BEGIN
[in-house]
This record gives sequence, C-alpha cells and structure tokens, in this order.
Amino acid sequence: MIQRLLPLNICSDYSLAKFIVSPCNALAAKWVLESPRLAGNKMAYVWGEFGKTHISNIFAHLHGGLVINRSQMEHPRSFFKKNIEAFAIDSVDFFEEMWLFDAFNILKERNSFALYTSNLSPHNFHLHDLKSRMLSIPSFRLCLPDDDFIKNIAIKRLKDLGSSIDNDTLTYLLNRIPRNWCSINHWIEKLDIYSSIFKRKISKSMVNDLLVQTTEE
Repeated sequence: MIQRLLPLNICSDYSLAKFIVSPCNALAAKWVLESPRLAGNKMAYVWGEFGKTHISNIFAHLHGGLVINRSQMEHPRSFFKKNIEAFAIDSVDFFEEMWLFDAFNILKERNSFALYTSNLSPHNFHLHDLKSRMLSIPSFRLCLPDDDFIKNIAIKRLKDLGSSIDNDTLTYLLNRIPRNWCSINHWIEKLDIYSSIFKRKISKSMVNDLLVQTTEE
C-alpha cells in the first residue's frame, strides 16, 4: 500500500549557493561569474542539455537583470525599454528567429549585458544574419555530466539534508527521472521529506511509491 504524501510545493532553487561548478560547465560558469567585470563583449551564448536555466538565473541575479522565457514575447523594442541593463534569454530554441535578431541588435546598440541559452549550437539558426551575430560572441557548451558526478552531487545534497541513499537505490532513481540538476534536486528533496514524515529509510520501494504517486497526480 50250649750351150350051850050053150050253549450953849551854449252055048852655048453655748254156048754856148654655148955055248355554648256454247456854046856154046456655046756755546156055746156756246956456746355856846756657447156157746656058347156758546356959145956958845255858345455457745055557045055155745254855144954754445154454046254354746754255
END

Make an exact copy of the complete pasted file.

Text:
[in-house]
This record gives sequence, C-alpha cells and structure tokens, in this order.
Amino acid sequence: MIQRLLPLNICSDYSLAKFIVSPCNALAAKWVLESPRLAGNKMAYVWGEFGKTHISNIFAHLHGGLVINRSQMEHPRSFFKKNIEAFAIDSVDFFEEMWLFDAFNILKERNSFALYTSNLSPHNFHLHDLKSRMLSIPSFRLCLPDDDFIKNIAIKRLKDLGSSIDNDTLTYLLNRIPRNWCSINHWIEKLDIYSSIFKRKISKSMVNDLLVQTTEE
Repeated sequence: MIQRLLPLNICSDYSLAKFIVSPCNALAAKWVLESPRLAGNKMAYVWGEFGKTHISNIFAHLHGGLVINRSQMEHPRSFFKKNIEAFAIDSVDFFEEMWLFDAFNILKERNSFALYTSNLSPHNFHLHDLKSRMLSIPSFRLCLPDDDFIKNIAIKRLKDLGSSIDNDTLTYLLNRIPRNWCSINHWIEKLDIYSSIFKRKISKSMVNDLLVQTTEE
C-alpha cells in the first residue's frame, strides 16, 4: 500500500549557493561569474542539455537583470525599454528567429549585458544574419555530466539534508527521472521529506511509491 504524501510545493532553487561548478560547465560558469567585470563583449551564448536555466538565473541575479522565457514575447523594442541593463534569454530554441535578431541588435546598440541559452549550437539558426551575430560572441557548451558526478552531487545534497541513499537505490532513481540538476534536486528533496514524515529509510520501494504517486497526480 50250649750351150350051850050053150050253549450953849551854449252055048852655048453655748254156048754856148654655148955055248355554648256454247456854046856154046456655046756755546156055746156756246956456746355856846756657447156157746656058347156758546356959145956958845255858345455457745055557045055155745254855144954754445154454046254354746754255